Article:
J. Swalen and F. Kajzar, Introduction, in Organic Thin Films for Waveguiding Nonlinear Optics, F. Kajzar and J. Swalen Eds, Gordon & Breach Sc. Publ., Amsterdam1996, pp. 1–85

OCIS Codes
(160.4890) Materials : Organic materials
(190.2620) Nonlinear optics : Harmonic generation and mixing
(190.4710) Nonlinear optics : Optical nonlinearities in organic materials
(240.0310) Optics at surfaces : Thin films

ToC Category:
Nonlinear Optics

History
Original Manuscript: December 11, 2008
Revised Manuscript: December 19, 2008
Manuscript Accepted: December 19, 2008
Published: February 6, 2009

Citation
L. Favaretto, G. Barbarella, I. Rãu, F. Kajzar, S. Caria, M. Murgia, and R. Zamboni, "Efficient second harmonic generation from thin films of V-shaped benzo[b]thiophene based molecules," Opt. Express 17, 2557-2564 (2009)
http://www.opticsinfobase.org/oe/abstract.cfm?URI=oe-17-4-2557


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References

  1. See the recent Strategic Research Agenda in Photonics "Toward a Bright Future for Europe," www.Photonics21.org.
  2. "Harnessing Light" study (National Research Council, USA, 1998).
  3. Among many excellent publications and books see for example:J. L. Oudar and D. S. Chemla, "Hyperpolarizabilities of nitroanilines and their relations to the excited state dipole moment," J. Chem. Phys 66, 2664-2667 (1977). [CrossRef]
  4. "Nonlinear Optical Porperites of Organic and Polymeric Materials," David J. Williams ed., ACS symposium series 233, ACS, Washington D.C (1983).
  5. M. C. Petty, Langmuir-Blodgett Films, An Introduction, (Cambridge University Press, Cambridge 1996).
  6. Ch. Bosshard, M. Küpfer, M. Flörsheimer, Th. Borer, P. Günter, Q. Tang, and S. Zahir, "Investigation of chromophore orientation of 2-docosylamino-5-nitropyridine and derivatives by nonlinear optical techniques," Thin Solid Films 210/211, 198-201 (1992)] [CrossRef]
  7. L. R. Dalton, "Nonlinear Optical Polymeric Materials," in Advances in Polymer Science 158, (Springer-Verlag, Heidelberg, 2001), p. 1-86.
  8. D. Gonin and C. Noël, Liquid Crystalline Polymers, in Organic Thin Films for Waveguiding Nonlinear Optics, F. Kajzar and J. Swalen, eds, (Gordon & Breach Sc. Publ., Amsterdam 1996), pp. 221-288.
  9. J. Le Moigne, in Organic Thin Films for Waveguiding Nonlinear Optics F. Kajzar and J. Swalen, eds., (Gordon & Breach Sc. Publ., Amsterdam 1996), pp. 289-327.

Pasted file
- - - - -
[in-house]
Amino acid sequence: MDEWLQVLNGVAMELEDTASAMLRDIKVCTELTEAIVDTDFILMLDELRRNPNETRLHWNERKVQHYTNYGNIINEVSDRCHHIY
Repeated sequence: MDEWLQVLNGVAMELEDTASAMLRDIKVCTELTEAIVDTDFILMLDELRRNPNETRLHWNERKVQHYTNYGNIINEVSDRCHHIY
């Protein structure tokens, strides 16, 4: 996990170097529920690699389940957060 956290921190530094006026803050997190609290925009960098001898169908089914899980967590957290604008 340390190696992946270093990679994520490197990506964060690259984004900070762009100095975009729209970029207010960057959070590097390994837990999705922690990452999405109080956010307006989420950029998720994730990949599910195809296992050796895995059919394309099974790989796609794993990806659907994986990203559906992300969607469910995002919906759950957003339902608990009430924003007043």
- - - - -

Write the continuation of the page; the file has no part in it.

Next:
10. A. Facchetti, E. Annoni, L. Beverina, L. Beverina, M. Morone, P. Zhu, T. J. Marks and G. A. Pagani," Very large electro-optic responses in H-bonded heteroaromatic films grown by physical vapour deposition," Nat. Mater. 3, 910-917 (2004). [CrossRef] [PubMed]
  11. F. Kajzar, Y. Okada-Shudo, C. Meritt, and Z. Kafafi, "Second- and third-order non-linear optical properties of multilayered structures and composites of C60 with electron donors," Synth. Met. 117, 189-193 (2001). [CrossRef]
  12. C. R Moylan, S Ermer, S. M. Lovejoy, I.-H. McComb, D. S. Leung, R. Wortmann, P. Krdmer, R. J. Twieg, "Dicyanomethylene)pyran derivatives with C2v symmetry: An unusual class of nonlinear optical chromophores," JACS 118, 12950-12955 (1996) [CrossRef]
  13. V. Ostroverkhov, K. D. Singer, and R. G. Petschek, "Second-order nonlinear optical processes in non-polar chiral materials: relationship between molecular and macroscopic properties," J. Opt. Soc. Am B. 18, 1858-1865 (2001). [CrossRef]
  14. V. Ostroverkhov, R. G. Petschek, K. D. Singer and R. J. Twieg, "Lambda-Shaped Chromophores for Chiral Nonlinear Optical Materials," Chem. Phys. Lett. 340, 109-115 (2001). [CrossRef]
  15. T. Watanabe, H. Yamammoto, T. Hosomin, and S. Miyata, in Organic Molecules for Nonlinear Optics and Photonics, J. Messier, F. Kajzar, and P. Prasad, eds., (Kluwer Acad. Publ., Dordrecht, 1991).
  16. G. Barbarella, L. Favaretto, A. Zanelli, G. Gigli, M. Mazzeo, M. Anni and A. Bongini, "V-shaped thiophene based oligomers with improved electroluminescence properties," Adv. Funct. Mater. 15, 664-670 (2005). [CrossRef]
  17. BothV-BT 1 and V-BT2 have been demonstrated to be efficient light emitters in thin film OLEDs devices made by spin coating. See: M. Mazzeo, V. Vitale, F. Della Sala, D. Pisignano, M. Anni, G. Barbarella, L. Favaretto, A. Zanelli, R. Cingolani and G. Gigli, "New branched thiophene-based oligomers for bright organic light emitting devices," Adv. Mater. 15, 2060-2063 (2003). [CrossRef]
  18. K. D. Singer, J. E. Sohn, and S. J. Lalama, Second harmonic generation in poled polymer films, Appl. Phys. Lett. 49, 248 (1986). [CrossRef]
  19. J. Swalen and F. Kajzar, Introduction, in Organic Thin Films for Waveguiding Nonlinear Optics, F. Kajzar and J. Swalen, eds., (Gordon & Breach Sc. Publ., Amsterdam 1996), pp. 1-85